A blessed continued octave of the Body of the Lord to all!


  1. Principally the Liturgy is adoration of the Most Blessed Trinity. The Trinity is even adored by second Divine Person himself in the way of Eucharistic Sacrifice.

    Ergo, that admirable sacrament exists primarily that by it we worship the undivided Trinity.
    When Trinitarian worship fades away, the adoration of the Blessed Sacrament gets in at the expense of the former, in my view.

    I'm fine with a yearly procession and adoration of the Sacrament, but not more than that. It is a yearly thanksgiving for that admirable gift.

    It is my opinion that the finest act of adoration of the Sacrament is to worthily partake of it, so as to be united in one Christ's Body. When we do that, we are then taken up in Spirit through Him as a pleasing sacrifice to Father. That is what happens in Communion. He is sacrificed, and when we partake of Him, He takes us in Spirit that we may be a pleasing sacrifice with Him. We become one Body so that as one Body we worship the Father in Spirit and truth.

    When we forget that, we begin to "pay visits" to the Blessed Sacrament.

    Liturgy is worship of Trinity, and partaking of the Heavenly Bread is our Lord's command. When we obey that command, we're submitting ourselves to His will, and those who do the will of God are his brothers and sisters, and we worship God with our obedience too. When we partake of the Bread we receive every heavenly blessing and no priestly or papal or monstrance blessing can replace that.

    We adore the Sacrament better when we commune, than when we kneel in silence, but surely, it is worthy of our adoration apart from communion.

    But still, adoration of Blessed Sacrament is not liturgy. It is a devotion, a communal one, but still a devotion. But liturgy is more important than any devotion.

    As i said, The Divine Trinity is worshiped by the second Divine Person himself by the way of Eucharistic Sacrifice. So in my opinion there would be a greater adoration of the second Divine Person in the Sacrifice, even if no genuflections were made, than if we knelt or layed prostrate for 40 hours before the exposed Sacrament.

    And about the Tabernacle, not even st. Thomas Aquinas regarded the Tabernacle as a place of worship.

    1. And might i add that when we are in liturgy, we adore the Eucharist better for it is a liturgical action in Spirit.

  2. As a consolation prize, today's Mass for me was the ferial Mass with the commemoration of St. Felix I. But yeah, just having the Octaves of Christmas, Easter and Pentecost is so sparse and dull. It was true that there were too many Octaves, but reducing them to three was inexcusable!

  3. I do not see why Eucharistic adoration should take away from the liturgy or from worship of the Most Holy Trinity. For when the Son is glorified, so is the Father and the Spirit. Private devotions normally help people grow holier and closer to God and therefore helps people to pray better at Mass. I like this blog but it seems like a false dicadomy is often put up between private devotions and the liturgy.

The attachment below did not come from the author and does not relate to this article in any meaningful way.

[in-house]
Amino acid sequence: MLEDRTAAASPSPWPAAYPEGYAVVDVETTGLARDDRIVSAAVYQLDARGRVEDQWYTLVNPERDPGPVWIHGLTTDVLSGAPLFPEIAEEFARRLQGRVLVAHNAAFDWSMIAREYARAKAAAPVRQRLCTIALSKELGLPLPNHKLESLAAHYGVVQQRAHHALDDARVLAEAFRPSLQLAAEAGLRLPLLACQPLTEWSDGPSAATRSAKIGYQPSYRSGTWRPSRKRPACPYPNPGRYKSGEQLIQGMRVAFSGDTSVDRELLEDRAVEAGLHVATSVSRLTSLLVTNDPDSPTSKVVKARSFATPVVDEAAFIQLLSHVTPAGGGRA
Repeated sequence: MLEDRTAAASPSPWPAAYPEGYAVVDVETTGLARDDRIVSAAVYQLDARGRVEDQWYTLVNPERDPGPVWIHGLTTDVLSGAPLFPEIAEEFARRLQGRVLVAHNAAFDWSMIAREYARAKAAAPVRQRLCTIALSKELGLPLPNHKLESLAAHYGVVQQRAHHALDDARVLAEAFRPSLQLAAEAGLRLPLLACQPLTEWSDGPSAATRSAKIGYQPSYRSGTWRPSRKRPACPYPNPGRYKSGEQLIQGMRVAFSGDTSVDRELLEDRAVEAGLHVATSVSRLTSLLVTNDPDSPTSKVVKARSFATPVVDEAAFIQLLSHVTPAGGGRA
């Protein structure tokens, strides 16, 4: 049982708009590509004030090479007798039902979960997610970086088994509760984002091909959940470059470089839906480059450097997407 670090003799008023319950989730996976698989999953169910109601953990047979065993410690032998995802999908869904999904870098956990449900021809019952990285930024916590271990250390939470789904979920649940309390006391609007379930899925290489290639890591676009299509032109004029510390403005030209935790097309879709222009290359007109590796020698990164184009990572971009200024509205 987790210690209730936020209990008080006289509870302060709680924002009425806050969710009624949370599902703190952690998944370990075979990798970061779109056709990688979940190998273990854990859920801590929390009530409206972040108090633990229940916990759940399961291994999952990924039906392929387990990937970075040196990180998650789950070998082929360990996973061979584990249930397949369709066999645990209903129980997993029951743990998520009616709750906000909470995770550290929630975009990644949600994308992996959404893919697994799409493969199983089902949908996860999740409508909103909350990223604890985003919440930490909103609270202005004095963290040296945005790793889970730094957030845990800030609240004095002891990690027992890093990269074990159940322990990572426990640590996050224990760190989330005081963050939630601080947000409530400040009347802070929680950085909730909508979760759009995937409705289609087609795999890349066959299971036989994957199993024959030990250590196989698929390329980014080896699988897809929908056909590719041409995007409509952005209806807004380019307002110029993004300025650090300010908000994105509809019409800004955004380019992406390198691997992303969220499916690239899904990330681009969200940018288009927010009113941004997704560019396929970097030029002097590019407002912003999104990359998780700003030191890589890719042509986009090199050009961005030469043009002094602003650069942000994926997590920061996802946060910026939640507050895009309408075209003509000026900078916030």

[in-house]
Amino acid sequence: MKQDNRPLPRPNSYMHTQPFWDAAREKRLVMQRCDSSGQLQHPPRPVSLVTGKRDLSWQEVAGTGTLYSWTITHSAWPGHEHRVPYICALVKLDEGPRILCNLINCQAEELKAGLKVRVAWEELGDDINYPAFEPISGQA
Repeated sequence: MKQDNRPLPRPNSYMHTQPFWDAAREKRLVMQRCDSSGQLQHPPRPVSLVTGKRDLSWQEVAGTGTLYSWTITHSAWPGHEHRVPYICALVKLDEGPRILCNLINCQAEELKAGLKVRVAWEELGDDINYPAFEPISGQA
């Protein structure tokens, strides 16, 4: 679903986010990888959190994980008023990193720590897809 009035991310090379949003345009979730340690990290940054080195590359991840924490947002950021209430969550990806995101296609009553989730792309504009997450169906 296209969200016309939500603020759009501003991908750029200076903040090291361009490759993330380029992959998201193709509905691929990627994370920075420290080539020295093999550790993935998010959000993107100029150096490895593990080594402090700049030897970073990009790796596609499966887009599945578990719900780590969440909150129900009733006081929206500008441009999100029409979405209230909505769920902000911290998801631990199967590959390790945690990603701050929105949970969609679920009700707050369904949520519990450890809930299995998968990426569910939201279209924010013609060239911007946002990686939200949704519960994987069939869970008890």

1. No false dichotomies, but false ideas like keeping Our Lord company since He's "lonely." Sounds very pious and all, but actually very sentimental and false idea of the Eucharist. He doesn't need us, but we need Him! To tell the truth, this idea of keeping Christ company should be buried IMHO. Visits are fine, but the motivations sometimes aren't.

    2. I agree that people's motives can be wrong but a statment like this I find particularly strange: "When Trinitarian worship fades away, the adoration of the Blessed Sacrament gets in at the expense of the former, in my view"
      I have never seen anyone with an increased devotion to the Most Blessed Sacrament worship the Trinity less. Besides, if anything, not enough people have a devotion to the Blessed Sacrament or even believe in the Real Presence.
      Obviously though, none of our worship compares to Christ worshiping the Father in Mass.

    3. "Obviously though, none of our worship compares to Christ worshiping the Father in Mass."

      There it is. You said it.
      Liturgy is on whole another plain than private devotions. Private devotions are for houses. Liturgy is for churches.

      Devotion to the Blessed Sacrament sometimes can deviate into some sort of opinion that the Eucharist is a sort of 1st class relic of Our Lord to be venerated, and not Heavenly Bread that sustains and nourishes our spiritual life. Eucharist is to be eaten primarily, and eaten in liturgy primarily, and that is the most adoration and veneration we can give to it (since it is a liturgical act) and it is the most what it can give to us.
      So if i can daily partake of it in that liturgical way, why would i "settle" for extra-liturgical piety?

      When did the adoration of the Sacrament itself begin? When the frequency of communions dropped and when allegorical interpretations of liturgy (i.e. liturgy as the life of Christ) began.
      The texts were clear as to purpose of the liturgy, but mentality wasn't.

    4. I think some people stopped reading the Athanasian Creed halfway through and missed the part about the Incarnation, the second great mystery of our religion, which mystery the Blessed Sacrament most stunningly participates in.

    5. Paul, how can you, and the writer of this blog, not see what people mean when they talk about the Blessed Sacrament being "lonely"? Clearly what they mean is that being in the presence of Jesus in the Blessed Sacrament comforts them and takes away their own loneliness. How can one not see this, and seeing it, how can one possibly object to it?

    6. Then they should say so and don't say Our Lord is lonely! I'm sorry, but you're just twisting the person's words! The person clearly stated that Our Lord is lonely!

    7. If the person himself was lonely, why didn't he go to the Oratory or the Blackfriars, as the The Rad Trad's friend stated? Because he felt Our Lord was "lonely." There's no other way for me to see it.

  4. If I were a godly man in the 13th Century,I would found a Monastic Order that had Daily Solemn High Mass "Coram Sanctissimo".

    1. There is a certain sect that has Masses only coram Sanctissimo.

      Mariavite Church. Here you go.

    3. Nowhere, because that's not a right thing to do.